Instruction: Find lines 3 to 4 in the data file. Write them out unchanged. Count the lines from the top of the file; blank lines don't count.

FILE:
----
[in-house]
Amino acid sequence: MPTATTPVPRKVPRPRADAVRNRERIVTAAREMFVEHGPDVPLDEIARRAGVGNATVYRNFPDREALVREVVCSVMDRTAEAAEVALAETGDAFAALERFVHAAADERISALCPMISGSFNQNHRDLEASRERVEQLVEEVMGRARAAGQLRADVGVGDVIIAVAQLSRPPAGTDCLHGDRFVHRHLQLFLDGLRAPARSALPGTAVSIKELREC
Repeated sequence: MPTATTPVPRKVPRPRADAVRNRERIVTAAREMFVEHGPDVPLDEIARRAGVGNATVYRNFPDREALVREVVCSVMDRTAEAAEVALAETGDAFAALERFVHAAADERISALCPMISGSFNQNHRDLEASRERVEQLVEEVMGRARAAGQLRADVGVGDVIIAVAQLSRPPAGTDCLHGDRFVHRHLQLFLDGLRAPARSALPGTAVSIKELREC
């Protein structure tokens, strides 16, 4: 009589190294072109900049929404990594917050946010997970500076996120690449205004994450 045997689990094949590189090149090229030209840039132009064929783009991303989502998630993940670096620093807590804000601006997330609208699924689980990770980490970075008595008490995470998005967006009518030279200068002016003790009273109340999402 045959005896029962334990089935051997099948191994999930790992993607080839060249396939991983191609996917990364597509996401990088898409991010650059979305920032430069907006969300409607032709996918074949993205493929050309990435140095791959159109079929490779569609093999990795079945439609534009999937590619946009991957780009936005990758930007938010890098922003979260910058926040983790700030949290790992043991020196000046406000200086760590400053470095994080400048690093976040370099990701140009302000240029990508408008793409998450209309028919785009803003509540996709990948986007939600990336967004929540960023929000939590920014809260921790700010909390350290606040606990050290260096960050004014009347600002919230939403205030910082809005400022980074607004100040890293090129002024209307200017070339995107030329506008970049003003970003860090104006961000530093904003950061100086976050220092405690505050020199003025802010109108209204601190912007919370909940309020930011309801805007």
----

Repeated sequence: MPTATTPVPRKVPRPRADAVRNRERIVTAAREMFVEHGPDVPLDEIARRAGVGNATVYRNFPDREALVREVVCSVMDRTAEAAEVALAETGDAFAALERFVHAAADERISALCPMISGSFNQNHRDLEASRERVEQLVEEVMGRARAAGQLRADVGVGDVIIAVAQLSRPPAGTDCLHGDRFVHRHLQLFLDGLRAPARSALPGTAVSIKELREC
């Protein structure tokens, strides 16, 4: 009589190294072109900049929404990594917050946010997970500076996120690449205004994450 045997689990094949590189090149090229030209840039132009064929783009991303989502998630993940670096620093807590804000601006997330609208699924689980990770980490970075008595008490995470998005967006009518030279200068002016003790009273109340999402 045959005896029962334990089935051997099948191994999930790992993607080839060249396939991983191609996917990364597509996401990088898409991010650059979305920032430069907006969300409607032709996918074949993205493929050309990435140095791959159109079929490779569609093999990795079945439609534009999937590619946009991957780009936005990758930007938010890098922003979260910058926040983790700030949290790992043991020196000046406000200086760590400053470095994080400048690093976040370099990701140009302000240029990508408008793409998450209309028919785009803003509540996709990948986007939600990336967004929540960023929000939590920014809260921790700010909390350290606040606990050290260096960050004014009347600002919230939403205030910082809005400022980074607004100040890293090129002024209307200017070339995107030329506008970049003003970003860090104006961000530093904003950061100086976050220092405690505050020199003025802010109108209204601190912007919370909940309020930011309801805007």